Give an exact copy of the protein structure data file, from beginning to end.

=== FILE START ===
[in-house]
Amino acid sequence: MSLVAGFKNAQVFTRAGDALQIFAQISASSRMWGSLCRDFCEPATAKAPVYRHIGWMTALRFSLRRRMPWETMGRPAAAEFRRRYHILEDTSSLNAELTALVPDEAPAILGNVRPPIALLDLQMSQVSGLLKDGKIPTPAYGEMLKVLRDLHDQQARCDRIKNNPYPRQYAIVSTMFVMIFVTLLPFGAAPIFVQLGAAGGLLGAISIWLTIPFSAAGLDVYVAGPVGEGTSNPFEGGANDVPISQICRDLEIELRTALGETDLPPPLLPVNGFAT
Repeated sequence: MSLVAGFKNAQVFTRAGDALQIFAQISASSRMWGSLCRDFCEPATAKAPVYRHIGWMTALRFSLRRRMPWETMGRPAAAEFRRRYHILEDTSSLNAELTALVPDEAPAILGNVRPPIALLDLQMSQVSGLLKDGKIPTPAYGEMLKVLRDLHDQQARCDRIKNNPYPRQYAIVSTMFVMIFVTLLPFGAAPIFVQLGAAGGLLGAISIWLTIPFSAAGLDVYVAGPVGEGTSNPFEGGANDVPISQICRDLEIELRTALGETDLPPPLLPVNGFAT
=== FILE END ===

[in-house]
Amino acid sequence: MSLVAGFKNAQVFTRAGDALQIFAQISASSRMWGSLCRDFCEPATAKAPVYRHIGWMTALRFSLRRRMPWETMGRPAAAEFRRRYHILEDTSSLNAELTALVPDEAPAILGNVRPPIALLDLQMSQVSGLLKDGKIPTPAYGEMLKVLRDLHDQQARCDRIKNNPYPRQYAIVSTMFVMIFVTLLPFGAAPIFVQLGAAGGLLGAISIWLTIPFSAAGLDVYVAGPVGEGTSNPFEGGANDVPISQICRDLEIELRTALGETDLPPPLLPVNGFAT
Repeated sequence: MSLVAGFKNAQVFTRAGDALQIFAQISASSRMWGSLCRDFCEPATAKAPVYRHIGWMTALRFSLRRRMPWETMGRPAAAEFRRRYHILEDTSSLNAELTALVPDEAPAILGNVRPPIALLDLQMSQVSGLLKDGKIPTPAYGEMLKVLRDLHDQQARCDRIKNNPYPRQYAIVSTMFVMIFVTLLPFGAAPIFVQLGAAGGLLGAISIWLTIPFSAAGLDVYVAGPVGEGTSNPFEGGANDVPISQICRDLEIELRTALGETDLPPPLLPVNGFAT